Sophie Robart ‘09 has known for a long time that she wanted to be a prosecutor, but she came to that conclusion in an uncommon way.
After studying international terrorism policy at Middlebury College, she chose her study-abroad university solely for the opportunity to take a seminar with six of the top terrorism experts in the world.
“I became fascinated in the laws that different nations use to prosecute terrorism—this was probably the moment that solidified my desire to become a prosecutor and seek justice for those who may not be able to obtain it on their own,” Sophie said. When she returned from her study abroad, she began writing her thesis on the intragroup dynamics of terrorist organizations and seeking out opportunities in public interest law.
Sophie dedicated her summers during law school to gaining first-hand experience in a prosecutor’s office. She first interned in the United States Attorney’s Office for the District of Massachusetts, where she worked on the high profile college admissions scandal case. During her second year of law school, she interned in the Department of Justice’s Child Exploitation and Obscenity Section, where the nature of the crimes prosecuted in that office could be gruesome. However, for Sophie it is where she found her passion and calling—being a voice for those who are, arguably, the most vulnerable in the justice system.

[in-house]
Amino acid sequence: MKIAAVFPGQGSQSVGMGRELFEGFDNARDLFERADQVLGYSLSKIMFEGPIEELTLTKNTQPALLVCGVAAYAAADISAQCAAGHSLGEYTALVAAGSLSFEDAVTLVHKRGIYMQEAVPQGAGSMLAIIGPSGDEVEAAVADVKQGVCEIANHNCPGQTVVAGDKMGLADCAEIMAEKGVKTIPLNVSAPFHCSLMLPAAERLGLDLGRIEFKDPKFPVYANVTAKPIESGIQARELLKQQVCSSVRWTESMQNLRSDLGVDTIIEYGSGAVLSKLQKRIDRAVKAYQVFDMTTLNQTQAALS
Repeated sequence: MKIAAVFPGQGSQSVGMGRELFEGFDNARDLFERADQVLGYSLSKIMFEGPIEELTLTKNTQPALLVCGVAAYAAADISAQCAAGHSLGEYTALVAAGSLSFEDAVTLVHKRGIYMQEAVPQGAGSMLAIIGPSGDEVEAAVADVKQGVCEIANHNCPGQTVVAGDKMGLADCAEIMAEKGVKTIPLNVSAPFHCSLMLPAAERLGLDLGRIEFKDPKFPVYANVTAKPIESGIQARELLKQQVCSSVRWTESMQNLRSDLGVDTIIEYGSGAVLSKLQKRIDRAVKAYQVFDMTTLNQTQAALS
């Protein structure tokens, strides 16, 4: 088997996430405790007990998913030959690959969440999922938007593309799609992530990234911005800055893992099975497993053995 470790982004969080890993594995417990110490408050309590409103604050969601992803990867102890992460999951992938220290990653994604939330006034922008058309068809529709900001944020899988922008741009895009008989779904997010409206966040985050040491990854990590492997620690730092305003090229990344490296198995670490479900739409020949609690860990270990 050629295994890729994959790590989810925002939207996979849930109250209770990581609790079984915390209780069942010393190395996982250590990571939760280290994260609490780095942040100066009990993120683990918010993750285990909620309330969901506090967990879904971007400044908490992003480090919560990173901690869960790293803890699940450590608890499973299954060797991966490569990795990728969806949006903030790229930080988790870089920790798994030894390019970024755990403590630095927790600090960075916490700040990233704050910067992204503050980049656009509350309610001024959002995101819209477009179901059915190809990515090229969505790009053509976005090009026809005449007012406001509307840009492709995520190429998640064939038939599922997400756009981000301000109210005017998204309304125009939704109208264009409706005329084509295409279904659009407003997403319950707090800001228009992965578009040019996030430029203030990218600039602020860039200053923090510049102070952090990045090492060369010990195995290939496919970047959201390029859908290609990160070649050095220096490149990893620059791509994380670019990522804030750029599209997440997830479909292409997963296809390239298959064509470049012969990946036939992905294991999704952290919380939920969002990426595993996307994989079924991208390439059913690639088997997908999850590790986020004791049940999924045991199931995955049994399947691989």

Sophie credits her time at Nashoba Brooks School, where she enrolled as a fourth grader, with teaching her how to believe in herself and setting a strong foundation for her future.
“Teachers held high expectations of each and every student—pushing us to edit an already well-written essay or review a math quiz where we got a good grade,” Sophie said. “These moments were some of the many ways that our teachers and coaches showed us that they knew we were capable of achieving not only our own goals, but also surpassing their expectations.”
In fact, it was also at Nashoba Brooks where Sophie found her voice. For her, Nashoba Brooks fostered an environment from a young age where becoming a strong, independent, intelligent, and brave woman wasn’t just something to strive for—it was simply, the future.
“Nashoba Brooks encouraged students to be confident in their opinions and be willing to stand up for those opinions and beliefs, even when they weren’t commonly held,” Sophie added.
After graduating from Wake Forest University School of Law this May, Sophie and her rescue puppy, Hagrid, will move to New York City to begin her career as a prosecutor in the Manhattan District Attorney’s Office.